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— Kathleen Quinlan, Event Horizon

MRQE Top Critic

The East

The East emerges as an exciting piece of filmmaking from the independent scene’s hott —Matt Anderson (review...)

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Gods of Egypt hath wrought a miscarriage of cinema.

A Movie in Denial

Horus (Nikolaj Coster-Waldau) uses his version of the Force grip
Horus (Nikolaj Coster-Waldau) uses his version of the Force grip

Much ado and controversy has been made about this movie’s non-Egyptian cast. Scotsman Gerard Butler trades in his Sparta gear of 300 for similar accoutrements (and attitude) here. There are lots of British and Australian accents floating around the Nile in this misfire directed by Alex Proyas – who was, ironically, born in Egypt, albeit to Greek parents.

But this movie has much bigger problems than casting it can’t overcome and it ranks as another disappointment from Proyas, who made quite a splash with the stylish and engrossing Dark City many years ago. That was so long ago, it’s almost a part of ancient movie history.

Gods of Egypt is the kind of movie so lacking in anything remotely genuine, so devoid of characters to care about and so ham-fisted with its storytelling, the music score (by New Yorker Marco Beltrami in this case) is what tells the audience, “Hey! This is an exciting moment!” or “Yo! We’re being sensitive here!”

Mythology Gone Awry

Maybe the saddest thing about this debacle is thinking about what could’ve been. In the right hands and with the right cast, the source material could’ve so easily conjured up the fun and innovation of classic Ray Harryhausen movies. It’s got gods, It’s got gods fighting each other. it’s got mythology, it’s got giant creatures and lavish settings.

But no. What hits the screen merely makes one wish the projectionist would hit Force Quit and crank up the ol’ film projector and thread up Sinbad and the Eye of the Tiger or even 1981’s Clash of the Titans.

Summit and Lionsgsgate had hoped this would be the start of a whole new franchise, something to fill the void in the wake of The Hunger Games and Divergent “four-part trilogies.”

No. Way. This is an alarmingly joyless, soulless spectacle wannabe that tries to tell a story about warring relative gods, Set (Butler) and nephew Horus (Danish Nikolaj Coster-Waldau, Oblivion). Set murders brother Osiris (Australian Bryan Brown, Australia) in a power play for Egypt’s control. In reality, Brown is something like 22 years Butler’s senior. But 22 years to the gods is a mere sneeze.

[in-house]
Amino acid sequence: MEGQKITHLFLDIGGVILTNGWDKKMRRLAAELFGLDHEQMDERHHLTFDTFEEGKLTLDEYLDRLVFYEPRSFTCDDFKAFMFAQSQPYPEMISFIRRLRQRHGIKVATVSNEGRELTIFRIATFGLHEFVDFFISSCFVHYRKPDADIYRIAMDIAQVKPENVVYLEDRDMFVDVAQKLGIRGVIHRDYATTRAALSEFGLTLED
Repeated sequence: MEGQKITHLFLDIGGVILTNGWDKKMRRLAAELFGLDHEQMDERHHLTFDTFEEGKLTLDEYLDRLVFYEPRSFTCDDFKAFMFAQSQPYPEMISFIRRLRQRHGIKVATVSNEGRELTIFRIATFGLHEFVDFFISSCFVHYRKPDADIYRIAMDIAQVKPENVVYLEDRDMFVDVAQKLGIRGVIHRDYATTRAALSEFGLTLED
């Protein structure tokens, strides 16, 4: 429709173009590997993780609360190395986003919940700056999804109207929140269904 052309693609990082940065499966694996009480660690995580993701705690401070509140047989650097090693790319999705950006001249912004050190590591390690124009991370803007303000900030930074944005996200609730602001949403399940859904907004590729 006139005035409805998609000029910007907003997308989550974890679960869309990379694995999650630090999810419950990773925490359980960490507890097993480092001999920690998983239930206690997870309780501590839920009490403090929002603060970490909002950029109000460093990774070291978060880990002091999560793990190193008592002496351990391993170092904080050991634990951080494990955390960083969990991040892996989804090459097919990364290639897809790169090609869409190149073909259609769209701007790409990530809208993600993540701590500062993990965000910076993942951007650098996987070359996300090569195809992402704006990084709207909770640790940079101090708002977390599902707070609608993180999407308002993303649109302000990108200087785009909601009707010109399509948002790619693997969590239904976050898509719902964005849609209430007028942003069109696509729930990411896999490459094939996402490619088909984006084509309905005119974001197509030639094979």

It’s a cluttered, clumsy telling of Egyptian mythology; this movie doesn’t do justice to the rich, colorful history and mythology of Egypt. It’s probably just as well the cast is “so white.” How white is it? Australian Geoffrey Rush (The Pirates of the Caribbean series) plays the sun god Ra. Even Isis is played by an Australian (Rachael Blake, 2011’s Sleeping Beauty).

Maybe the large contingent of Scottish and Australian thespians qualifies it as an “international cast,” but efforts are wasted all around and it’s likely few people will witness this mess.

Raiders of the 300 Titans

There are moments when Gods of Egypt seems like it might get some mojo going.

There’s a cool chase scene involving giant serpents, but they’re horribly rendered with some of the worst CGI this side of The Last Starfighter. There are also scenes of booby trips and adventure that hark back to Raiders of the Lost Ark.

There’s also a love story to woo... well... somebody. Tweenage girls, maybe?

That love story involves two incredibly attractive 20-somethings, Beck (Brenton Thwaites, Maleficent) and Zaya (Courtney Eaton, Mad Max: Fury Road). Two more Australians!

Okay.

No need to pile it on.

Let’s write this off with one last observation about Horus and a comment he makes at the movie’s long-awaited climax. He says, “How we act in this life matters.”

It’s pretty much the movie’s only worthwhile thought. And it also seems so woefully misplaced.